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Kassala is a city in Kassala State (Wilayat Kassala) in Sudan. It is market town that is famous for its fruit gardens. Kassala is an important trading centre because it lies on the main highway between Khartoum and Port Sudan.



Many of its inhabitants are from the Hadendawa people.

Get in


Buses leave Kassala for Khartoum (7 hours), Gedaref (3 hours) and Port Sudan (7 hours). The better bus companies tend to get booked up early, so if you want a comfortable journey book tickets a few days in advance. Otherwise, turn up at the bus station and take one of the more ramshackle options.

Smaller buses and minibuses head to destinations around Kassala, like Halfa al-Jadida, Khashm al-Ghirba and Aroma.

You need a permit to enter Kassala, and these are checked thoroughly at the entrance to the city, just before arriving at the bus station. You can get a permit from the Ministry of Humanitarian Affairs in Khartoum (close to Khartoum University), which can take a couple of hours or several days depending on their mood. If you leave the city on a day trip, you may well have trouble getting back in. As of March 2010, the permit to Kassala can easily be obtained at the Permits Office across from Dandas Hotel (southeast corner of the intersection) with one photo, three copies of your passport and Sudanese Visa, and a form you fill out on location. The whole process is free and takes about 5 minutes.

To Eritrea, the border is apparently open, and the place to head for is Souq Tesenei, a small bus station in the 'Aamiriya district.

Get around

Map of Kassala

Souq ash-Sha'abi is Kassala's bus station, just off the main Khartoum-Port Sudan highway and quite a distance from the centre of town. Local buses and taxis meet most bus arrivals.

Al-Mowgif al-'Aam is the central bus station, a large square in the middle of the souqs. Buses a tourist might need to use include Khatmiya (for the old quarter of Khatmiya, Tomb of Seyid Hassan and the cafes on Totil Mountain), Souq ash-Sha'abi (for the inter-city bus station), Banat (for the Gash river and colonial railway quarter), and the lorries to Sawagi Janubiya and Sawagi Shamaliya, the two areas of farmland to the south and north.

Kassala does not have many taxis and no rikshas.


Tomb of Seyyid Hassan.

The souqs are lively and colourful, with many people dressed in clothes unique to their tribe.

  • Souq an-Niswaan is the "women's souq" where baskets and mats are made, as well as coffee making equipment and incense.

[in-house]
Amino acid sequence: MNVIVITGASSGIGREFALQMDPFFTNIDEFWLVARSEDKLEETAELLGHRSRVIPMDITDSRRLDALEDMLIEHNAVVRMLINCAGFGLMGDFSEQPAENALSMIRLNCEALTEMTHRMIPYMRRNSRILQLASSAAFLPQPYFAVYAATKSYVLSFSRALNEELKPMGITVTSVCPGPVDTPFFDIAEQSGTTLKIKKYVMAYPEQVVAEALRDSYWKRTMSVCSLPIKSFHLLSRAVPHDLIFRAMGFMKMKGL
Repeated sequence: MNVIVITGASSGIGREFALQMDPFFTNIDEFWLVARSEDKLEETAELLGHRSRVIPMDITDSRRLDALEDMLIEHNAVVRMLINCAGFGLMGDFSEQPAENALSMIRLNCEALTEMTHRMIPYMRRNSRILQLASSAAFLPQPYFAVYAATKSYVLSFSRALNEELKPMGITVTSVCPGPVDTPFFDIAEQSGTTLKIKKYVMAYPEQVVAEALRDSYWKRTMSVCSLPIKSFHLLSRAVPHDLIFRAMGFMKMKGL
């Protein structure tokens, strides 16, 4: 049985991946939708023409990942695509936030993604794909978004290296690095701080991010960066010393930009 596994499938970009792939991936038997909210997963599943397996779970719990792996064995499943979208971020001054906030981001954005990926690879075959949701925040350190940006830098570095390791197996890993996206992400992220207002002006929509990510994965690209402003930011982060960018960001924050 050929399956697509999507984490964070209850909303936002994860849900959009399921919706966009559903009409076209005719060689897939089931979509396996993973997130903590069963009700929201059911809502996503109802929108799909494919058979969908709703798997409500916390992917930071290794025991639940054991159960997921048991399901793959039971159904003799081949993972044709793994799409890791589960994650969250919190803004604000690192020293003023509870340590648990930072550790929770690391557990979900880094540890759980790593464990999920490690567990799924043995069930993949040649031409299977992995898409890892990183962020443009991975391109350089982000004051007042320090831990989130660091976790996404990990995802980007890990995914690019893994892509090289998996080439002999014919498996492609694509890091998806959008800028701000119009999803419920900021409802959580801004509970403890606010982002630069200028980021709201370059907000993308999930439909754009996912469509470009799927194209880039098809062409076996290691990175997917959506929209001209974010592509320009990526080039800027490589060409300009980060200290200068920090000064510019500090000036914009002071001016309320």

• Souq ar-Rashaida is where the Rashaida tribe gather, selling their bright red and black robes for women and coloured jellabiyas for men.

Khatmiya is the old part of Kassala, underneath the mountains of Taka, Totil and Aweitila (huge, you can't miss them). The main sight is the tomb of Seyyid Hassan, a local holy man who is buried in a roofless dome next to a semi-ruined mosque. Locals tell you that he is so holy that when it rains, not a drop falls through the hole in the roof. Next to the tomb is a Qur'anic school for boys.

  • 1 Tomb of Seyyid Hassan.

Behind the tomb, you can climb the slopes of Jebel Totil. On the lower slopes, there are several cafes built into the rock, serving the best coffee in Kassala. There is also the famous well of Totil. If you drink from it, legend has it that you will return to Kassala one day.

  • The Gash River runs through Kassala, but for most of the year it is a dry sandy riverbed, used for football practice in the evenings. In the rainy season, water cascades down from the Eritrean mountains and charges through the city, making the riverbanks a popular place to walk in the evenings. However, the Gash is a dangerous river, having flooded in 2007 and 2003, causing huge amounts of damage to the whole city.
  • On the other side of the Gash, you reach an area called Sikka Hadiid, which is the old railway quarter. The original railway station still stands, all impressive and colonial but abandoned now. Around this are British built round brick huts, which used to house railway workers and is now a popular place for students to live.